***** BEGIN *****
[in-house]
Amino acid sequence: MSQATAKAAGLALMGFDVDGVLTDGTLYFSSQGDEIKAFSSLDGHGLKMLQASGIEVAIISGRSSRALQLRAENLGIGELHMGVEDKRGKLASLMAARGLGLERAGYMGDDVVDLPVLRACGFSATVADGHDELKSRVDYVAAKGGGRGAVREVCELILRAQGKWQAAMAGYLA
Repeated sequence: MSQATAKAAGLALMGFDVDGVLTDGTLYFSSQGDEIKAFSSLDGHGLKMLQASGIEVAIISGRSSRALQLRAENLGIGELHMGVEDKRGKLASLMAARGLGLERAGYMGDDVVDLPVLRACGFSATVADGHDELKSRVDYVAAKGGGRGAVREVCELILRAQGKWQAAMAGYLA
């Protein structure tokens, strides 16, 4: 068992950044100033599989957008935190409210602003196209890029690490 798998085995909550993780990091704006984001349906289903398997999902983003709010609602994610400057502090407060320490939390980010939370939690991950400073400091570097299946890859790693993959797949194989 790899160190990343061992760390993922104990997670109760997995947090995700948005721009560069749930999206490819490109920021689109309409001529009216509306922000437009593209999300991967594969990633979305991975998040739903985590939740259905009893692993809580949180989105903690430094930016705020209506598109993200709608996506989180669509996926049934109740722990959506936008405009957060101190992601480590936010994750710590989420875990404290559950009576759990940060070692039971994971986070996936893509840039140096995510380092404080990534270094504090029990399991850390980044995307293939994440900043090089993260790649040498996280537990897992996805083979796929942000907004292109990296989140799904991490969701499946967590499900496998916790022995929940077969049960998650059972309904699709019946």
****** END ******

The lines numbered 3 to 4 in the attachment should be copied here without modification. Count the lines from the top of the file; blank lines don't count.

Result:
Repeated sequence: MSQATAKAAGLALMGFDVDGVLTDGTLYFSSQGDEIKAFSSLDGHGLKMLQASGIEVAIISGRSSRALQLRAENLGIGELHMGVEDKRGKLASLMAARGLGLERAGYMGDDVVDLPVLRACGFSATVADGHDELKSRVDYVAAKGGGRGAVREVCELILRAQGKWQAAMAGYLA
């Protein structure tokens, strides 16, 4: 068992950044100033599989957008935190409210602003196209890029690490 798998085995909550993780990091704006984001349906289903398997999902983003709010609602994610400057502090407060320490939390980010939370939690991950400073400091570097299946890859790693993959797949194989 790899160190990343061992760390993922104990997670109760997995947090995700948005721009560069749930999206490819490109920021689109309409001529009216509306922000437009593209999300991967594969990633979305991975998040739903985590939740259905009893692993809580949180989105903690430094930016705020209506598109993200709608996506989180669509996926049934109740722990959506936008405009957060101190992601480590936010994750710590989420875990404290559950009576759990940060070692039971994971986070996936893509840039140096995510380092404080990534270094504090029990399991850390980044995307293939994440900043090089993260790649040498996280537990897992996805083979796929942000907004292109990296989140799904991490969701499946967590499900496998916790022995929940077969049960998650059972309904699709019946």